Janice M. Holder
Janice M. Holder (born August 29, 1949) is an American judge who is a Tennessee Supreme Court justice and was Chief Justice of Tennessee from 2008 to 2010. She is the first woman ever to hold the chief justice position, and was succeeded in 2010 by another woman (Cornelia A. Clark).
Holder, a native of McDonald, Pennsylvania, attended Allegheny College from 1967-1968. She received a Bachelor of Science degree summa cum laude from the University of Pittsburgh in 1971. In 1975 she was awarded the Doctor of Jurisprudence degree from the law school of Duquesne University; during her final year there she served as Recent Decisions Editor of the law review.
Early legal career 
After receiving her law degree, Holder served as a clerk for the Honorable Herbert P. Sorg, then Chief Judge of the federal court for the Western District of Pennsylvania. She engaged in the private practice of law from 1977 to 1990, moving during this time to Memphis, Tennessee. While in Memphis she served as editor of the Memphis Bar Forum, 1987–1991; chair of the Tennessee Bar Association Commission on Women and Minorities, 1994–1996, trustee of the Tennessee Bar Foundation, 1995–1999 and its secretary from 1996–1999, and Master of the Bench of the Leo Bearman, Sr. American Inn of Court, 1995–1997, and was the recipient of numerous professional awards. She is also a founding member of the Tennessee Lawyers' Association for Women.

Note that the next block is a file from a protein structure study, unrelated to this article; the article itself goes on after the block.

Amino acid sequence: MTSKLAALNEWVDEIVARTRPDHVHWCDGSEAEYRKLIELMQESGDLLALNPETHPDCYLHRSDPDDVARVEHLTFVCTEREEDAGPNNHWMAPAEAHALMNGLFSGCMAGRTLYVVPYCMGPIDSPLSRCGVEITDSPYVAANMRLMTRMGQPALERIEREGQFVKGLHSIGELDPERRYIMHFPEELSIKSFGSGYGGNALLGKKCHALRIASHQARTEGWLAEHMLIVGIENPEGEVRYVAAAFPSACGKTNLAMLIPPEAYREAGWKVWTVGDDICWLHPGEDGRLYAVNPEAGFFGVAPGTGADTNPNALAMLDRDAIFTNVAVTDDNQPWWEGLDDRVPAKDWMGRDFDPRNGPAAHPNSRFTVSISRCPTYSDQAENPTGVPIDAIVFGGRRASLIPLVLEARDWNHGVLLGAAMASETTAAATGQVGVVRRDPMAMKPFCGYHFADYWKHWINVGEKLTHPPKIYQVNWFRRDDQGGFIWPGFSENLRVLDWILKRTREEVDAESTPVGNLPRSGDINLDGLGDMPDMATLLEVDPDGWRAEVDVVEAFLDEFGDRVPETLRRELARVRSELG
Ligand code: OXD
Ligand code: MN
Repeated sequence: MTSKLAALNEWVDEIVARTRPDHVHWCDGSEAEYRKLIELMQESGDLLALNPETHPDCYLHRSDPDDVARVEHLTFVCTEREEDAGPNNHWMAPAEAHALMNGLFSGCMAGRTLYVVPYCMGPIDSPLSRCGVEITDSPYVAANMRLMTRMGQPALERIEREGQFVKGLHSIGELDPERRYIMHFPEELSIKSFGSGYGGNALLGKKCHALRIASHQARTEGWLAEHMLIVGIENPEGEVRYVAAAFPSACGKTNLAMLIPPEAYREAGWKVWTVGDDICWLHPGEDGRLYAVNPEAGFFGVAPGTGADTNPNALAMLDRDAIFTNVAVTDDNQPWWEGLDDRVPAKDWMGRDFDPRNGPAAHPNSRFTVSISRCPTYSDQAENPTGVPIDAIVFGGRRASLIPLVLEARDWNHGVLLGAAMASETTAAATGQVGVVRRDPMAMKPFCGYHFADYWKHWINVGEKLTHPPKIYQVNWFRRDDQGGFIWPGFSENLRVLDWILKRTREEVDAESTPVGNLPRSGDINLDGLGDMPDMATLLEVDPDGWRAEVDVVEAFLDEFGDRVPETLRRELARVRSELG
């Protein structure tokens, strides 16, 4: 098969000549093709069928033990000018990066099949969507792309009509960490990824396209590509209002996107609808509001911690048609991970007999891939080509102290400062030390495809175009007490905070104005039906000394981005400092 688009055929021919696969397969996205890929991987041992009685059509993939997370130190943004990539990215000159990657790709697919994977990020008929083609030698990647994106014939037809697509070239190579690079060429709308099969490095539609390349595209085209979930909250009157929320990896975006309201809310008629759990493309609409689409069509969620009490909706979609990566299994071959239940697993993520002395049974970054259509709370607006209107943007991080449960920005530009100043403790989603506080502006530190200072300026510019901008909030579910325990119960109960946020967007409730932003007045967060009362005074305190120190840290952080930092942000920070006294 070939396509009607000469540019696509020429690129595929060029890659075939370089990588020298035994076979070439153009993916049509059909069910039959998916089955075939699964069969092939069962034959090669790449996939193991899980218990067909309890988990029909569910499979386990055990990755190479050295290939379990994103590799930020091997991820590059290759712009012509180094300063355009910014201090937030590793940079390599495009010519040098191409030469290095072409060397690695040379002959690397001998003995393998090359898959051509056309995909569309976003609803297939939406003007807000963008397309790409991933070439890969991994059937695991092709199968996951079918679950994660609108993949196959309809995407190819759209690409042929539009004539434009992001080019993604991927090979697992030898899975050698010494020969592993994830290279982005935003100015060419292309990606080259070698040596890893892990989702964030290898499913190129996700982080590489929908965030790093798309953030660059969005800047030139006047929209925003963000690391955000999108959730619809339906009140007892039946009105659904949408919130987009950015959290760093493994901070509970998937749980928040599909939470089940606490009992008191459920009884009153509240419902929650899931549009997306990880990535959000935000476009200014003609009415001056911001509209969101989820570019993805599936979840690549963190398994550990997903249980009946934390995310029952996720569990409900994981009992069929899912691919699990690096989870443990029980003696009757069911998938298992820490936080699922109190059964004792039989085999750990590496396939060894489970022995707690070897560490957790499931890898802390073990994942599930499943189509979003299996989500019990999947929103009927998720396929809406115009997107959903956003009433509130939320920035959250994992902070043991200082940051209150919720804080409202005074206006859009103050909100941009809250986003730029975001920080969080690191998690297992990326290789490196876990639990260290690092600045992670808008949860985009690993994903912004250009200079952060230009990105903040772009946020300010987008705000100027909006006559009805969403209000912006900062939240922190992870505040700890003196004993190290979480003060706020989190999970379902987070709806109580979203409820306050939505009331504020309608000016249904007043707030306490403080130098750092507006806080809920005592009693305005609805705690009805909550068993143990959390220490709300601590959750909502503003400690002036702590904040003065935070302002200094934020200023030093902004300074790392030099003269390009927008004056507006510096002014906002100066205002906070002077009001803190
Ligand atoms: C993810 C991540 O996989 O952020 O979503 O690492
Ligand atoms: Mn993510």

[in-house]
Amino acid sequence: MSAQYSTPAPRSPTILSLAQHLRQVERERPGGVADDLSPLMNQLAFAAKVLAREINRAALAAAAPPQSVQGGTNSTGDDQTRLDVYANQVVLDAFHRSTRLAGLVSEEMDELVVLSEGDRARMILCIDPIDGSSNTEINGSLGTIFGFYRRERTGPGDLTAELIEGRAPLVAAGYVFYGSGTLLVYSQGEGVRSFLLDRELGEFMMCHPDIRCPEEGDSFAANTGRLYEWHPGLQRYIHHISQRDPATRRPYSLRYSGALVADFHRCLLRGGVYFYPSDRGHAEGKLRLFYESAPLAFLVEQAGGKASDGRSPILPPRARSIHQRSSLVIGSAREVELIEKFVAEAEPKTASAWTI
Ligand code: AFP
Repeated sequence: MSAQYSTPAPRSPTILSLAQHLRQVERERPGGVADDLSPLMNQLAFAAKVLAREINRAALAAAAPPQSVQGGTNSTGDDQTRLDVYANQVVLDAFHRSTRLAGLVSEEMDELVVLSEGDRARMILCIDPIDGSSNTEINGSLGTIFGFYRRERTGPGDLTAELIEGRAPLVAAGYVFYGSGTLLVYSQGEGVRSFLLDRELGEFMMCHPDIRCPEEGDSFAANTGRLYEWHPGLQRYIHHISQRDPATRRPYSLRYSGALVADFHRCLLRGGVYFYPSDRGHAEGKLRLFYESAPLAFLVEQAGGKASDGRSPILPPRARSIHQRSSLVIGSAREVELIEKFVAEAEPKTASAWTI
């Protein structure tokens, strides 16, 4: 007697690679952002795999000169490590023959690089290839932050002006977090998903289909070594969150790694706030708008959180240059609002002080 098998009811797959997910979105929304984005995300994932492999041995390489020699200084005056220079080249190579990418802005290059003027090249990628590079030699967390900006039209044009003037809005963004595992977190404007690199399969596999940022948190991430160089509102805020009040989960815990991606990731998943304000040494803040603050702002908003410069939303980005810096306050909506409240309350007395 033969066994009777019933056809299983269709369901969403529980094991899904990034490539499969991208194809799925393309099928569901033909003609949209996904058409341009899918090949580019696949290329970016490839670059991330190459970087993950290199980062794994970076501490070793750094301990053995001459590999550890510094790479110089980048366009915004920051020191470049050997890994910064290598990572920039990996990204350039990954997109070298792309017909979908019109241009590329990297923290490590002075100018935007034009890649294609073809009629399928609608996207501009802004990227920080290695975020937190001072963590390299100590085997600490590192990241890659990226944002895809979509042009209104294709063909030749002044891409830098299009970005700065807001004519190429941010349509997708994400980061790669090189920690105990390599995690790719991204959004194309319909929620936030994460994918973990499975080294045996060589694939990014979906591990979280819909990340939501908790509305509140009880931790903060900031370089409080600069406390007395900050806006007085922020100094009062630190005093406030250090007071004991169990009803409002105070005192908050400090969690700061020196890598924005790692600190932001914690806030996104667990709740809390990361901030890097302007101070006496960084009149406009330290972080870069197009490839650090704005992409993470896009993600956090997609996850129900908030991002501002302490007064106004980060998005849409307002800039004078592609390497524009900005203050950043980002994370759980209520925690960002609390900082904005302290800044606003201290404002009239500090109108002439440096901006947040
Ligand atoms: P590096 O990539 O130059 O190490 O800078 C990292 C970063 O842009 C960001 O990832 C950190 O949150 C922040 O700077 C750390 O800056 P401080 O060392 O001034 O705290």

Judicial career 
In 1990, Holder was elected to the position of Circuit Court Judge, Division II, Thirtieth Judicial District. This district consists of Shelby County, Tennessee, and Division II deals primarily with civil cases. In 1996 she was one of three nominees for a vacancy on the Tennessee Supreme Court submitted to then-Governor of Tennessee Don Sundquist under the Tennessee Plan; she was the person subsequently selected by him and her service on the Supreme Court began in December 1996. In August 1998, having been recommended for retention under the process outlined in the Tennessee Plan, she was approved by the voters of the state for a full eight-year term. In August 2006, having again been recommended for another eight-year term, she was again approved by the voters with a majority exceeding 75% and receiving a majority of affirmative votes in each of the state's 95 counties.
- Tennessee Blue Book, 2005-2006 edition, p 286